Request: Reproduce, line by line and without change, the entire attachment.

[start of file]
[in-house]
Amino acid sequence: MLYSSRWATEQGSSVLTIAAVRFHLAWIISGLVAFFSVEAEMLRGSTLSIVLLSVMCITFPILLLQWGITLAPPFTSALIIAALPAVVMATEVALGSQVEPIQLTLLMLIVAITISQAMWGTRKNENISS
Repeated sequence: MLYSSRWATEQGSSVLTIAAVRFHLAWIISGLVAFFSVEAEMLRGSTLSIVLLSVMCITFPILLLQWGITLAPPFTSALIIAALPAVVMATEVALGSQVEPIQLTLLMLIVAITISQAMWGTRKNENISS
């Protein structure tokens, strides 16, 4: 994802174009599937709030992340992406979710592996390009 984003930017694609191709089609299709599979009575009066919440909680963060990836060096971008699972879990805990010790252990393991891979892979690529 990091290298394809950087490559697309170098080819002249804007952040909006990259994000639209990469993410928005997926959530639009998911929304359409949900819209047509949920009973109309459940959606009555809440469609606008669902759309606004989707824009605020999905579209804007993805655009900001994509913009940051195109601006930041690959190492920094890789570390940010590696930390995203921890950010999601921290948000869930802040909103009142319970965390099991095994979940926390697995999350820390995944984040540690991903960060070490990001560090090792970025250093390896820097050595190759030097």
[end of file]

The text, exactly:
[in-house]
Amino acid sequence: MLYSSRWATEQGSSVLTIAAVRFHLAWIISGLVAFFSVEAEMLRGSTLSIVLLSVMCITFPILLLQWGITLAPPFTSALIIAALPAVVMATEVALGSQVEPIQLTLLMLIVAITISQAMWGTRKNENISS
Repeated sequence: MLYSSRWATEQGSSVLTIAAVRFHLAWIISGLVAFFSVEAEMLRGSTLSIVLLSVMCITFPILLLQWGITLAPPFTSALIIAALPAVVMATEVALGSQVEPIQLTLLMLIVAITISQAMWGTRKNENISS
């Protein structure tokens, strides 16, 4: 994802174009599937709030992340992406979710592996390009 984003930017694609191709089609299709599979009575009066919440909680963060990836060096971008699972879990805990010790252990393991891979892979690529 990091290298394809950087490559697309170098080819002249804007952040909006990259994000639209990469993410928005997926959530639009998911929304359409949900819209047509949920009973109309459940959606009555809440469609606008669902759309606004989707824009605020999905579209804007993805655009900001994509913009940051195109601006930041690959190492920094890789570390940010590696930390995203921890950010999601921290948000869930802040909103009142319970965390099991095994979940926390697995999350820390995944984040540690991903960060070490990001560090090792970025250093390896820097050595190759030097």